Soldering LEDs for Signage – Sign Design Techniques

Soldering LEDs for Signage – Sign Design Techniques

In a previous post, I worked on creating an LED backed university sign as a gift. Well, I’m at it again, but this time I wanted to try my hand at soldering the led connections myself.

This university sign presented some unique challenges. It is more complicated than any other sign I’ve made and required me to use some more advanced techniques to get it right.

I’ll start by saying that I tried this sign in two different ways. One way, I actually cut out all of the pieces – even then teeny ones, and just painted them separately and pieced them back together. The second (and better) way was to paint the board first, mask, then score the design and then paint the second color separately after peeling back parts of the masking.

METHOD ONE – Cut all the Pieces

Method one is easier to understand. Just cut the design and piece it back together. My one clever technique for doing it this way is after cutting, open up the Glowforge and apply masking to the entire design. Burnish it down and then lift the entire sheet out. Then apply masking to the back. Now you can remove the front masking and all your parts will stay together.

Here I am removing the front masking after applying masking to the back. This keeps all the parts together so you can store it before painting, or just so you don’t lose any little bits (like the tiny eyes and teeth)
After removing the front masking you can lift out the negative space.
Now you have all your important parts, neatly in place.

Now here is my second, very helpful tip. Take a piece of masking sheet (you can use the piece from the front if it’s still sticky enough) and carefully separate all of the pieces of each color and stick them down. This will make painting significantly easier as they won’t blow away when spray painting (or hand painting). This was probably the best idea I had in this process.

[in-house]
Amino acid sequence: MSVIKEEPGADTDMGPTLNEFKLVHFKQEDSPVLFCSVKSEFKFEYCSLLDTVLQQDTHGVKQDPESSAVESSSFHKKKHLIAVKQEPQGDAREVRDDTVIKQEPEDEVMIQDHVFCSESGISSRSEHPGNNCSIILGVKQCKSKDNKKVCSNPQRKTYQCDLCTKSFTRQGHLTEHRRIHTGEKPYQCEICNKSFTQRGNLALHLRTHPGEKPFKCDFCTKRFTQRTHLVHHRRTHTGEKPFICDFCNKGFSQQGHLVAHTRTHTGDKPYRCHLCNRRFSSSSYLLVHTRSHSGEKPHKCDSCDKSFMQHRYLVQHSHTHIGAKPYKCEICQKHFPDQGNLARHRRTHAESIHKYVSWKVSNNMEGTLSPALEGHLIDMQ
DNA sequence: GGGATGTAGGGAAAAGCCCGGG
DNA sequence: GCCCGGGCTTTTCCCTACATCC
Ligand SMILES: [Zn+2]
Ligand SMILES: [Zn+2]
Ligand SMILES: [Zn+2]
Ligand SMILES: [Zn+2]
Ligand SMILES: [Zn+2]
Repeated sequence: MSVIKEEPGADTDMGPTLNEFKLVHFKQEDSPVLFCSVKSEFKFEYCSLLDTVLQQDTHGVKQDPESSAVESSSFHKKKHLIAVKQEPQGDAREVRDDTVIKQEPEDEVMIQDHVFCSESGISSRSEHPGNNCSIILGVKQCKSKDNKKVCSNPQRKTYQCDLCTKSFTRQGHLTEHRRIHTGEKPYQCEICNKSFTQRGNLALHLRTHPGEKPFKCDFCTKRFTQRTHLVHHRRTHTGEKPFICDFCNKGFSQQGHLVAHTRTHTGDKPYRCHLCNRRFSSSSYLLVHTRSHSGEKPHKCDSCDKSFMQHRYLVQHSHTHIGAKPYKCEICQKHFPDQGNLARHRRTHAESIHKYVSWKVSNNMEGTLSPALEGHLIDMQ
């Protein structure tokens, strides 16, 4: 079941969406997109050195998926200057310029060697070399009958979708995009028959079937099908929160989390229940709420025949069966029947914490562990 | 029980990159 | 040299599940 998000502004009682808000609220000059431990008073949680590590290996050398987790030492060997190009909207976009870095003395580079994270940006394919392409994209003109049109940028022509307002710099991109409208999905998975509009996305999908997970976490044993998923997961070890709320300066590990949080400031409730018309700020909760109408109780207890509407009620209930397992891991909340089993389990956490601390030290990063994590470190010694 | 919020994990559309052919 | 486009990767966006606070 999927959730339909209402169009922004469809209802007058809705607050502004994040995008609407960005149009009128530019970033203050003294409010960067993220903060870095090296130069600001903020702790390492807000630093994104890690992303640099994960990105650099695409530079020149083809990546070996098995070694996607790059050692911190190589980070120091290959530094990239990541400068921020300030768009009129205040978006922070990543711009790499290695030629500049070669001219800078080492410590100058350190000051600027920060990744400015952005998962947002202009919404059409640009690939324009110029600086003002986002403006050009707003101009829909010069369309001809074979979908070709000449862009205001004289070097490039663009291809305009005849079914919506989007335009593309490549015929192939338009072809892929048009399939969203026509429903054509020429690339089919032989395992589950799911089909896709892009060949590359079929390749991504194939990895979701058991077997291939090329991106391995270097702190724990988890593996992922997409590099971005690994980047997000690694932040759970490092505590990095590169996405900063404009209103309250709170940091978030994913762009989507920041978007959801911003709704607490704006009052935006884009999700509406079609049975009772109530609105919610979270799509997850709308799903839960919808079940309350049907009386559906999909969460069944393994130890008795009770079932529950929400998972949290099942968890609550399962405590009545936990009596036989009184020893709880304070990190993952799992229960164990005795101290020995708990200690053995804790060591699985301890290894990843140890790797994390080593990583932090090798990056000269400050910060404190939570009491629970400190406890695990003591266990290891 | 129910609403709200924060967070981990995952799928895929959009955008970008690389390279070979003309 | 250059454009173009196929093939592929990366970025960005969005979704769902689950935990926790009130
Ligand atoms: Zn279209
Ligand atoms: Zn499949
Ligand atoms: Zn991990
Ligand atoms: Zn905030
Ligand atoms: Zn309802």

Using this technique you won’t lose any of your bits. Likewise, spray painting is much easier and you can get better coverage. Even when hand-painting this holds the parts down and makes painting a better process.
Spray paint right onto the tape. You can now easily just lift the sheet and carry it to and from your painting station.
Once I had removed all the white pieces I just left the silver ones on the sheet they were already arranged on.

METHOD TWO – Score and Mask

For this technique it requires a little more visualization and planning. First thing, I sanded and painted the entire board white as that was the dominant color. Then I masked it well and placed it in the forge.

In Illustrator, I selected all of the lines that separated white from silver and made them a different color so I could set them to score through the mask instead of actually cutting through the wood.

It’s not easy to explain quite how I did this. Essentially, I took the entire vector line art and from the pathfinder I selected Outline. This divided up all the lines, which I could then select and recolor. This prevented me from having score lines overlapping on cut lines (which would end up doubling the laser’s passes and burning the edges)

After using the outline function I can grab each edge individually. I still had to go through and clean up stray points or wonky lines in a few places.

SCORE SETTINGS (1/8″ Ply Birch)

BIG TIP | I never trust the autofocus for plywood. 90% of mine is warped. I pin it best I can, but I find my placement in the interface is much more accurate if I just trust my calipers. Often I’ll manually put in focus length, and then when it does it’s quick autofocus check at the end I’ll see everything shift in the interface. I ignore this – the cut will come out like I first placed it with my caliper measurement.